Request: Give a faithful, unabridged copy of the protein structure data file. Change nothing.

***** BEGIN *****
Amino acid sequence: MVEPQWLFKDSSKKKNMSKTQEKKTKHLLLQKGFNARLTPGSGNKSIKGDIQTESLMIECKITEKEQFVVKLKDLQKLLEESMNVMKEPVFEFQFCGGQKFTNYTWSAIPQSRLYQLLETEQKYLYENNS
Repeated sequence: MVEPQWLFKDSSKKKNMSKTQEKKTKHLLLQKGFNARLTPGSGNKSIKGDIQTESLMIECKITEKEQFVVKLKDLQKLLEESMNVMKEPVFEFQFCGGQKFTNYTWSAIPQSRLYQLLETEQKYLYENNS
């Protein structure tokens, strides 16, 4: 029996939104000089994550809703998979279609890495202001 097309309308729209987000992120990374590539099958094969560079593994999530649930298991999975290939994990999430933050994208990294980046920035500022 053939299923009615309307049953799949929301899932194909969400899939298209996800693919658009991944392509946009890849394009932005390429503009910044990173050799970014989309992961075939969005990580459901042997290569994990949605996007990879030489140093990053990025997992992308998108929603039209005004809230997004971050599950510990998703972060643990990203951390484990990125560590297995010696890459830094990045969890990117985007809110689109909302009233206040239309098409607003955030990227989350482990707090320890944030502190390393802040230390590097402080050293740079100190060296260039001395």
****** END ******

Amino acid sequence: MVEPQWLFKDSSKKKNMSKTQEKKTKHLLLQKGFNARLTPGSGNKSIKGDIQTESLMIECKITEKEQFVVKLKDLQKLLEESMNVMKEPVFEFQFCGGQKFTNYTWSAIPQSRLYQLLETEQKYLYENNS
Repeated sequence: MVEPQWLFKDSSKKKNMSKTQEKKTKHLLLQKGFNARLTPGSGNKSIKGDIQTESLMIECKITEKEQFVVKLKDLQKLLEESMNVMKEPVFEFQFCGGQKFTNYTWSAIPQSRLYQLLETEQKYLYENNS
């Protein structure tokens, strides 16, 4: 029996939104000089994550809703998979279609890495202001 097309309308729209987000992120990374590539099958094969560079593994999530649930298991999975290939994990999430933050994208990294980046920035500022 053939299923009615309307049953799949929301899932194909969400899939298209996800693919658009991944392509946009890849394009932005390429503009910044990173050799970014989309992961075939969005990580459901042997290569994990949605996007990879030489140093990053990025997992992308998108929603039209005004809230997004971050599950510990998703972060643990990203951390484990990125560590297995010696890459830094990045969890990117985007809110689109909302009233206040239309098409607003955030990227989350482990707090320890944030502190390393802040230390590097402080050293740079100190060296260039001395």